"Anti-Catholicism is the last acceptable prejudice," he said.

"I ask myself if a similar book was written, full of lies about Buddha, Muhammed or ... if a novel came out which manipulated all the history of the Holocaust or of the Shoah, what would have happened?"

I don't usually take my marching orders from the Vatican, but I do agree with him about supporting garbage like that. I wanted a copy of the book recently, however, in view of addressing it in a sermon. My solution was to find one for a couple of bucks at a thrift store. I don't intend for Dan Brown to get any of my money.

Tuesday, March 15, 2005


California may begin recognizing same sex marriages after a San Francisco judge decided he didn't like marriage as defined by society for millenia:
“The state’s protracted denial of equal protection cannot be justified simply because such constitutional violation has become traditional,” Kramer wrote. “Simply put, same-sex marriage cannot be prohibited solely because California has always done so before.”

But if we can throw out one man/one woman for one man/one man or one woman/one woman, why can't we throw out the "one", too. Aren't polygamists discriminated against just as much by the traditional definition of marriage? A family is just a bunch of people who love each other, after all.

So if marriage can't be defined by who is in it, how long it lasts (divorce on demand, you know) or how many people can be in it, does it have any definition at all? Is there such a thing as "marriage"? In this scenario there's not, other than as a means to gain financial benefits from businesses and the government.

Wednesday, March 09, 2005


Probably not. Scans reveal that Tut's death was more likely tied to a leg injury:
The results of a CT scan done on King Tut’s mummy indicate the boy king was not murdered, but may have suffered a badly broken leg shortly before his death at age 19 — a wound that could have become infected, Egypt’s top archaeologist said Tuesday.

Zahi Hawass, secretary general of the Supreme Council of Antiquities, announced the results of the CT scan about two months after it was performed on Tut’s mummy.

Hawass said the remains of Tutankhamun, who ruled about 3,300 years ago, showed no signs that he had been murdered — dispelling a mystery that has long surrounded the pharaoh’s death.

“In answer to theories that Tutankhamun was murdered, the team found no evidence for a blow to the back of the head, and no other indication of foul play,” according to a statement released by Hawass’ office.

“They also found it extremely unlikely that he suffered an accident in which he crushed his chest.”

At least a violent death has been ruled out. Still, the case will remain forever open:
Hawass told The Associated Press that, despite ruling out the theory that Tut was killed violently, he had no idea how the king actually died.

“I have two theories — that he may have died from natural causes or that he was poisoned,” Hawass said. “We are going to look at his viscera to see if his organs show any signs, but it is virtually impossible to prove how he died.”

Hawass said some members of the Egyptian-led research team, which included two Italian experts and one from Switzerland, interpreted a fracture to Tut’s left thighbone as evidence that the king may have broken his leg badly just before he died.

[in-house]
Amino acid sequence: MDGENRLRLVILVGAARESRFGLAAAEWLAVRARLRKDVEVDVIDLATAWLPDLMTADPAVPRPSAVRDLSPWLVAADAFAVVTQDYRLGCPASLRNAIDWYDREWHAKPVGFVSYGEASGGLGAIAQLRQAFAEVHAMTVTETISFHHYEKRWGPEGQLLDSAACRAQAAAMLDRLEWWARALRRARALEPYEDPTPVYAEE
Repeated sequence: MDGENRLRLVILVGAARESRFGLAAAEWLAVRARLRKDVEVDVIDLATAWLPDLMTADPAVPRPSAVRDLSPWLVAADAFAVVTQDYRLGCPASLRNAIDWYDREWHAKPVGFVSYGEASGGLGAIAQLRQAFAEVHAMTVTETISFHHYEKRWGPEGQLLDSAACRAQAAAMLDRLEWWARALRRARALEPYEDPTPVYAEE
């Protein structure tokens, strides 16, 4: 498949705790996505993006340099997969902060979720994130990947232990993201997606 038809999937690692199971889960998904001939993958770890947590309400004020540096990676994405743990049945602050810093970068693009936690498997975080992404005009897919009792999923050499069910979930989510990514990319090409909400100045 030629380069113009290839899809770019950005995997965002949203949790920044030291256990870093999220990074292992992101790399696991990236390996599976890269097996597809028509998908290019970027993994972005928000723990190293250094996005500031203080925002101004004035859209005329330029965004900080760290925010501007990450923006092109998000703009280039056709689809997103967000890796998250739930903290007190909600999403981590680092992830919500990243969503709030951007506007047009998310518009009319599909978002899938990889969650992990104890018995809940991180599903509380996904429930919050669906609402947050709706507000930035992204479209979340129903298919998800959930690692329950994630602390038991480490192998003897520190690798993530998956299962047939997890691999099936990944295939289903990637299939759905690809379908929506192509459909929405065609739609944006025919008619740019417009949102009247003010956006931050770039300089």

“Although the break itself would not have been life-threatening, infection might have set in,” the statement said. “However, this part of the team believes it also possible, although less likely, that this fracture was caused by the embalmers.”

And to think of the time I spent watching those "Who Killed King Tut?" documentaries on the Discovery channel...

Tuesday, March 08, 2005


Horror and pornography writer Anne Rice has a book about Jesus in the works:
Rice, 63, of Kenner, La., said she's in the final stages of her latest book, "Christ the Lord," expected to be released Nov. 1, and it takes her down an entirely new path.

"It's set in first-century Palestine with Jesus as a child, beginning at age 7," Rice said.

She said the novel fills in the gap of Jesus' life before the Gospel accounts.

Rice said the book is a departure from the vampires and witches her fans have come to expect, but she sees it as part of her spiritual journey.

"They like supernatural heroes, and (Jesus) is one. They like outsiders, and he is one," she said. "I hope and pray they'll see the continuity, and they'll like it."


Thursday, March 03, 2005


As I prepare for a May trip to India I've been told that generally doctors are reliable. There are times, though, when you have second thoughts:
From constipation to cancer, diarrhea to diabetes, they offer to cure nearly everything -- with medicines made from cow urine. India's Hindu nationalists, who were ousted from power last May, have a new job: promoting cow products that many Indians believe have great therapeutic value.

A stall at the headquarters of the main opposition Bharatiya Janata Party showcases more than two dozen tonics, potions, pills and a line of cosmetics. The products are sold under the brand name Goratna, or ``jewels of the cow.''

Packing list:
1) medicine
2) clean underwear
3) socks...

Tuesday, March 01, 2005


The James Ossuary is still making headlines with this update on the debate of whether it's a hoax:
This dispute largely pits paleographers, who study letter shapes and styles to date and authenticate ancient inscriptions, against chemists and geologists who have examined the artifacts.

[Biblical Archaeology Review] says that among leading paleographers who study this era, none has questioned the inscription, while the main doubter lacks a university appointment. It also cites conflicting testimony about claims that people have seen the box without the Jesus inscription.

Scientists' opinions are divided, and technical questions haven't been answered satisfactorily, the magazine continues.

The article does a good job giving an overview of the issues and the players. It's important to establish whether or not the ossuary is authentic or not. But at the same time, even if it is a hoax, it simply reflects the actions of a few desperate men. We already know the Bible rests on a solid historical foundation.